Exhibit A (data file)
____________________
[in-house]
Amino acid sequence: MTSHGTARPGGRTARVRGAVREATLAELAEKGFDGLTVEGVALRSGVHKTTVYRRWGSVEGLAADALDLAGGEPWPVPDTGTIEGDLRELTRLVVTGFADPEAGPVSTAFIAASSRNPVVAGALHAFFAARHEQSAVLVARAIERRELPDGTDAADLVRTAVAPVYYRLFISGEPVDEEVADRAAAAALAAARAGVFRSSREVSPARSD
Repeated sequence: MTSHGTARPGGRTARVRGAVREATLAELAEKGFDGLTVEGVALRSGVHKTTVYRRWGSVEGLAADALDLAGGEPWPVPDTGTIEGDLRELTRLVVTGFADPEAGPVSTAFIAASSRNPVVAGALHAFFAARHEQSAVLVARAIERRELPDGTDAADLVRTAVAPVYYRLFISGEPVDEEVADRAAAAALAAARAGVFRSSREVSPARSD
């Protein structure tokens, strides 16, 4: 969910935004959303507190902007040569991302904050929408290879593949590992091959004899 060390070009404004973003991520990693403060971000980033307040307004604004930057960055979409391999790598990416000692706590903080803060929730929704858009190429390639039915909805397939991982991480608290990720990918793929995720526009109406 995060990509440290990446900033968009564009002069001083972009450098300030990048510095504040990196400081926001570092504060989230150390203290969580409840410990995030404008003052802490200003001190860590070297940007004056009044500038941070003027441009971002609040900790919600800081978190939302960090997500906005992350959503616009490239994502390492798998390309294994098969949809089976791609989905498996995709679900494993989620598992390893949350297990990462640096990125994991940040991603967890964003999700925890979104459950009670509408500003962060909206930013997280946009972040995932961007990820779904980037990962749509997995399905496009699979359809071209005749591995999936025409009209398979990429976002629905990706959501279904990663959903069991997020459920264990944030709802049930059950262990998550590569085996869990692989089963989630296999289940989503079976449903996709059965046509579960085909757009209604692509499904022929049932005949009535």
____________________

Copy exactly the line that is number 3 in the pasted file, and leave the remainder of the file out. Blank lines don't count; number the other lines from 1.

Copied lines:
Repeated sequence: MTSHGTARPGGRTARVRGAVREATLAELAEKGFDGLTVEGVALRSGVHKTTVYRRWGSVEGLAADALDLAGGEPWPVPDTGTIEGDLRELTRLVVTGFADPEAGPVSTAFIAASSRNPVVAGALHAFFAARHEQSAVLVARAIERRELPDGTDAADLVRTAVAPVYYRLFISGEPVDEEVADRAAAAALAAARAGVFRSSREVSPARSD